Perhaps we should be paying more attention to what is being taught in philosophy of science classes these days, and what it takes to get a passing grade.

Comment #44296

Posted by steve on August 22, 2005 1:18 AM (e)

The T.Russ Incident reminds me of another creationist, one Pasquale Vuoso. He claimed he would soon have a mathematical disproof of evolution. After about a week of harrassment about this, he disappeared, and has not been seen since.

Comment #44297

Posted by Intelligent Design Theorist Timmy on August 22, 2005 1:22 AM (e)

Posted by T. Russ on August 21, 2005 06:51 PM (e) (s)

Roll with the punches Bill, and know that many of us know that most everything written about you on PT is over exaggerated hogwash designed to downplay or sidestep your ideas.

Cheers

Yeah, absolutely T. Russ. The meanies here act like Dembski represents himself as the “Isaac Newton of Information Theory” or something. They love to exaggerate things.

Comment #44298

Posted by Intelligent Design Theorist Timmy on August 22, 2005 1:30 AM (e)

T.Russ wrote:

2.) I had not yet read enough about ID theory or read enough criticisms of it.

Well what the hell does that have to do with anything? Virtually none of the ID proponents are biologists, so what? That doesn’t stop them from formulating simple thought experiments which obliterate evolution. Look, it’s just science. It’s not like you need a Ph.D or something. You can just read some websites, and boom, you’re an expert whose idle notions are revolutionary overthrows of entrenched paradimes. Anyone can join an IDEA club and transform biology. As long as you’re a pure christian. (Only christians can do real science)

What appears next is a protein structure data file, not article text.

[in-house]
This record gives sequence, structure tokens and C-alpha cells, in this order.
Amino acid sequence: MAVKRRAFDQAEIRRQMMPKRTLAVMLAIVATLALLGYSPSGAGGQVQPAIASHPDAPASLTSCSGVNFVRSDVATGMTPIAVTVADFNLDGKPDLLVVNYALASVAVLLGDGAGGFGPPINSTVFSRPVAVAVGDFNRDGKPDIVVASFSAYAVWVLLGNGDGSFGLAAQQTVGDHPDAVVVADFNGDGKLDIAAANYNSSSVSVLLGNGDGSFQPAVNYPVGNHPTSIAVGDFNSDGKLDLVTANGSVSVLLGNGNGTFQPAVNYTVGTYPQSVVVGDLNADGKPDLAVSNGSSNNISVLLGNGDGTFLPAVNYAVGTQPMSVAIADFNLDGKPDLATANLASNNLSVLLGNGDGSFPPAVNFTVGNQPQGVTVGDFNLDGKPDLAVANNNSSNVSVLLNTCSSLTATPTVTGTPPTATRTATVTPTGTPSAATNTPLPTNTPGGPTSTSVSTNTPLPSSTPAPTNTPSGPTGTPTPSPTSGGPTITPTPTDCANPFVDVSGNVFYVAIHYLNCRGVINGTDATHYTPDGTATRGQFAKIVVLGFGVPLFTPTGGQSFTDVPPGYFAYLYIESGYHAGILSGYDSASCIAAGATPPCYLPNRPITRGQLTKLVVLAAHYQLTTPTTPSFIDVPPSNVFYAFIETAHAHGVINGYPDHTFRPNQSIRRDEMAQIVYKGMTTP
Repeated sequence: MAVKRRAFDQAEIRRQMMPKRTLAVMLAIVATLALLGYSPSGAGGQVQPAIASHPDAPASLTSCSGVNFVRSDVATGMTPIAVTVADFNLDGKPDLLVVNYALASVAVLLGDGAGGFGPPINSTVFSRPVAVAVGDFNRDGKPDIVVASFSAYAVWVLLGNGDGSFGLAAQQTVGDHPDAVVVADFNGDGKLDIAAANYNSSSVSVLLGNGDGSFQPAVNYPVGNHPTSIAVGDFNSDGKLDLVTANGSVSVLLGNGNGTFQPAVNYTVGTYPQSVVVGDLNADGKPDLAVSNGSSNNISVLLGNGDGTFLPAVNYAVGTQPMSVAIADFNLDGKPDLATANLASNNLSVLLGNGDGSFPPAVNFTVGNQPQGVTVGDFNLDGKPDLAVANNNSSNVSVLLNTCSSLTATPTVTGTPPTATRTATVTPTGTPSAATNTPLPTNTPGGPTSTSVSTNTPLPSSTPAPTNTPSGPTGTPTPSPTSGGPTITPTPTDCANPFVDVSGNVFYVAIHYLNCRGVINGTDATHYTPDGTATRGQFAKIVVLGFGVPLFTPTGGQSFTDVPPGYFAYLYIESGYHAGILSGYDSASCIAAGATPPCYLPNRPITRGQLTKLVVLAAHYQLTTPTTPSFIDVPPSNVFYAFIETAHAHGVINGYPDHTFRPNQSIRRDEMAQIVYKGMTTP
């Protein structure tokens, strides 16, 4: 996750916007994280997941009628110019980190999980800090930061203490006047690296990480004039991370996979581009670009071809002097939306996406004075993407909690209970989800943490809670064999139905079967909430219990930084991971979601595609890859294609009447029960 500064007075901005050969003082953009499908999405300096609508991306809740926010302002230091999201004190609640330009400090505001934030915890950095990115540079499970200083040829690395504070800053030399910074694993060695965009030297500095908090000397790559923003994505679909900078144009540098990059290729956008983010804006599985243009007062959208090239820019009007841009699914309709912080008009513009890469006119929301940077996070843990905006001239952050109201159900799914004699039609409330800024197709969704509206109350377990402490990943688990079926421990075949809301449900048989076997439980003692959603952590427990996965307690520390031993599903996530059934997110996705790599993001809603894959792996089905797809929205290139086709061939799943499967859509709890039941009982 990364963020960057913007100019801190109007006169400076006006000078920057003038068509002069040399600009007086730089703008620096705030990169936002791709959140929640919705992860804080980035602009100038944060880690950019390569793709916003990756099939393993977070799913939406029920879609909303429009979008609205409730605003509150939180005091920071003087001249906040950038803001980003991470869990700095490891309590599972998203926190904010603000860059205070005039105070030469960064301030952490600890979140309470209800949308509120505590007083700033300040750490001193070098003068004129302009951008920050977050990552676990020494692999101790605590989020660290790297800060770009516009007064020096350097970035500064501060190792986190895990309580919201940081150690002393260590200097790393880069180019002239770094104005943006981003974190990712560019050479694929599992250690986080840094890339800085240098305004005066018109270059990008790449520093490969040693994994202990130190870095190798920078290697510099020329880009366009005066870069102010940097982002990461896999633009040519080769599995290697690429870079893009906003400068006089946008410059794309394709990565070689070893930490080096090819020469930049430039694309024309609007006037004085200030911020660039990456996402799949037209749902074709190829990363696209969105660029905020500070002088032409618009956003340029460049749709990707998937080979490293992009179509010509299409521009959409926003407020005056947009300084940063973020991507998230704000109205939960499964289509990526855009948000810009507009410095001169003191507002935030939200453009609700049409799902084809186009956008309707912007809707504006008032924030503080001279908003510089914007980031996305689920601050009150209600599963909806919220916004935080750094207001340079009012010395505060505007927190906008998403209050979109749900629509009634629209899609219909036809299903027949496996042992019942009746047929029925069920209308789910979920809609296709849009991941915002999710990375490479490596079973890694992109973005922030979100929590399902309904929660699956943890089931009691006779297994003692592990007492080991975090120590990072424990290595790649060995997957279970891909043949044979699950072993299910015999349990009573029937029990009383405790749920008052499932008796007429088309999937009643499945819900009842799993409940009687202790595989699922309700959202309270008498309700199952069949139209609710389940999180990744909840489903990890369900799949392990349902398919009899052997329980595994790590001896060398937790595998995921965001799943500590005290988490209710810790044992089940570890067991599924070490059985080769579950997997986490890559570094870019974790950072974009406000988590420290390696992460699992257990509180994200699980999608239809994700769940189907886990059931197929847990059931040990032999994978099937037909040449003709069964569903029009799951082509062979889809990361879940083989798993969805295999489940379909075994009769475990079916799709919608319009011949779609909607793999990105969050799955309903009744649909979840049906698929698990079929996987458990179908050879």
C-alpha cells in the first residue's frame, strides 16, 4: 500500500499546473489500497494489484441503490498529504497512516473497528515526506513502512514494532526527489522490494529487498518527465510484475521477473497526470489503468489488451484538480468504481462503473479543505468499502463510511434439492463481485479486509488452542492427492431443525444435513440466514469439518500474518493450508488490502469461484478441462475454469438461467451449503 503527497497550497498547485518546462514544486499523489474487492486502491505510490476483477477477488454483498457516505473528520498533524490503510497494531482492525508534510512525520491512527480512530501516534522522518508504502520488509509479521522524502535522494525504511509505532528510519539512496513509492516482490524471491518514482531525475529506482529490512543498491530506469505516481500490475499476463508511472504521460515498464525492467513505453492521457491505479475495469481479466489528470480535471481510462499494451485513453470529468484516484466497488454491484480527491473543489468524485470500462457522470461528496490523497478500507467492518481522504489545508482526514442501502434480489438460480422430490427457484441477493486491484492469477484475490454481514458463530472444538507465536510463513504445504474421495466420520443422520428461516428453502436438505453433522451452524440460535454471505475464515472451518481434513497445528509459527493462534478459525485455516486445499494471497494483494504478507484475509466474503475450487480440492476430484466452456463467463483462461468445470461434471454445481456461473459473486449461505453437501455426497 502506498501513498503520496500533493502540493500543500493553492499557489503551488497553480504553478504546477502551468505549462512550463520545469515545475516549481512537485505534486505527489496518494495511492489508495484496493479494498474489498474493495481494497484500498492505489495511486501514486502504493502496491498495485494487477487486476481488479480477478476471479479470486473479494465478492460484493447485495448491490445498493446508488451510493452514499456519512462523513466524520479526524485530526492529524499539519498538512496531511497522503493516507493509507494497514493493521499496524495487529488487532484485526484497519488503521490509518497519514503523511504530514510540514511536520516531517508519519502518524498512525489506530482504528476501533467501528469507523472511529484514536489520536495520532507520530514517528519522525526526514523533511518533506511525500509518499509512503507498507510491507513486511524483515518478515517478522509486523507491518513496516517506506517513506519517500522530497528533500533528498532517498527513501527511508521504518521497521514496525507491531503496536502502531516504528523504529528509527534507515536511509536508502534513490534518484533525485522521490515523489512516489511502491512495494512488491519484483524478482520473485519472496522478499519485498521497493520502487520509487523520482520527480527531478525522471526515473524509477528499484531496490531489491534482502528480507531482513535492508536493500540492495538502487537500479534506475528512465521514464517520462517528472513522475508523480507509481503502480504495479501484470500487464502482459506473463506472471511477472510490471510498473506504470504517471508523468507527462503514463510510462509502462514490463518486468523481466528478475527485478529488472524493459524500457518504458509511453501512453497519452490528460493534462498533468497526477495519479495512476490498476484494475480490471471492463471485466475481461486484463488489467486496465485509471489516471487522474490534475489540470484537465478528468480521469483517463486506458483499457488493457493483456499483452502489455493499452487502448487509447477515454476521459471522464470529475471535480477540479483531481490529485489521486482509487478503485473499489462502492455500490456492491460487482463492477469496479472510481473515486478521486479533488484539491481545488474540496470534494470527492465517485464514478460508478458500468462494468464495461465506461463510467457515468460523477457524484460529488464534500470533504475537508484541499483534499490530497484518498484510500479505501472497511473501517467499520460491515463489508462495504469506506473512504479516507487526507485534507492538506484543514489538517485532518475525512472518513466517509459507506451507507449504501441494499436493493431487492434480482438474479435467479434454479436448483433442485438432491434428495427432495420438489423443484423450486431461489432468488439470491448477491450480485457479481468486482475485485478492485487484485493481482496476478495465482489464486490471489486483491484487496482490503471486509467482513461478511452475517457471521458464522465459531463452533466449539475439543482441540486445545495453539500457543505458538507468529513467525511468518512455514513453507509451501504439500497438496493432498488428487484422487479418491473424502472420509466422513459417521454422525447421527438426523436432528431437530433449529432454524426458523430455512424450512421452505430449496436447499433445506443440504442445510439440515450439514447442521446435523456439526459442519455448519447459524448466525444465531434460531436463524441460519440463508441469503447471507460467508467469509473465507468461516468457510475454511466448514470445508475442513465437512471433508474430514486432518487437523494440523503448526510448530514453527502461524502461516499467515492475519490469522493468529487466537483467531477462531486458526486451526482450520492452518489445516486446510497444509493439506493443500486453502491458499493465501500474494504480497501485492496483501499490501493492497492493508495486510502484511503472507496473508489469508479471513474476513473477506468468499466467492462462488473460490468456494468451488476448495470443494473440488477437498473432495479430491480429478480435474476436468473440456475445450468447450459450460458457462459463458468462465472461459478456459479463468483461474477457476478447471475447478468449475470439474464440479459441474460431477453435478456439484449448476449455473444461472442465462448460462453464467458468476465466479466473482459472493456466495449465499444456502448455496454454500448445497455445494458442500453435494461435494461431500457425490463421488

Comment #44303

Posted by Wesley R. Elsberry on August 22, 2005 3:43 AM (e)

Letter to the Columbus Dispatch:

The news that the Ohio State Board of Education was pressured to adopt
compromised science standards and an antievolution lesson plan should
be followed by action. The SBOE should put the science standards on
its agenda, taking up the question again. They can adopt now the
uncompromised standards drafted by the science writing committee,
making their considerations on the needs of Ohio’s children for
science-only science classes, and not based on how much pressure the
governor’s office can bring to bear. The so-called “critical analysis”
lesson plan from Bryan Leonard can be replaced by the “critical
analysis” lesson plan provided to the SBOE by the Ohio Citizens for
Science. Politically determined teleological biology was tried by the
Soviets, and they got decades of crop failures and food shortages out
of that. Ohio should not be following their lead.

Comment #44306

Posted by Keith Douglas on August 22, 2005 7:14 AM (e)

ts: As a philosopher of science and technology myself I find it terminally embarassing that so many of my colleagues have been caught up in this nonsense. You’re right: we should be looking there too; one of my teachers once said that philosophy of science classes taught to students with no scientific background could be useless at best or something like that. On the other hand, what a lot of practicing scientists have written about the philosophy of science has been pretty out there too.

Comment #44318

Posted by Wesley R. Elsberry on August 22, 2005 11:40 AM (e)

Letter to the Columbus Daily Reporter:

In fairy-tale endings, after the villain dies, their evil magic
reverses and things are restored to their proper state. But that
doesn’t obtain in the real world. Here, if Ohio wishes to restore
proper science standards after the news that the “compromise” was a
politically rigged outcome, Ohio’s citizens have got to call on the
State Board of Education to put the original, uncompromised science
standards produced by the writing committee to an unrigged,
unpressured vote. And the same thing should happen for the choice
between the flawed “critical analysis’ lesson plan currently adopted
and the “critical analysis” plan offered by scientists to the SBOE.
While it wouldn’t be a fairy-tale ending, restoring science-only
instruction to Ohio’s science classrooms would be a happy beginning.

Comment #44322

Posted by Moses on August 22, 2005 1:43 PM (e)

TS, I really admire this well written rebuttle: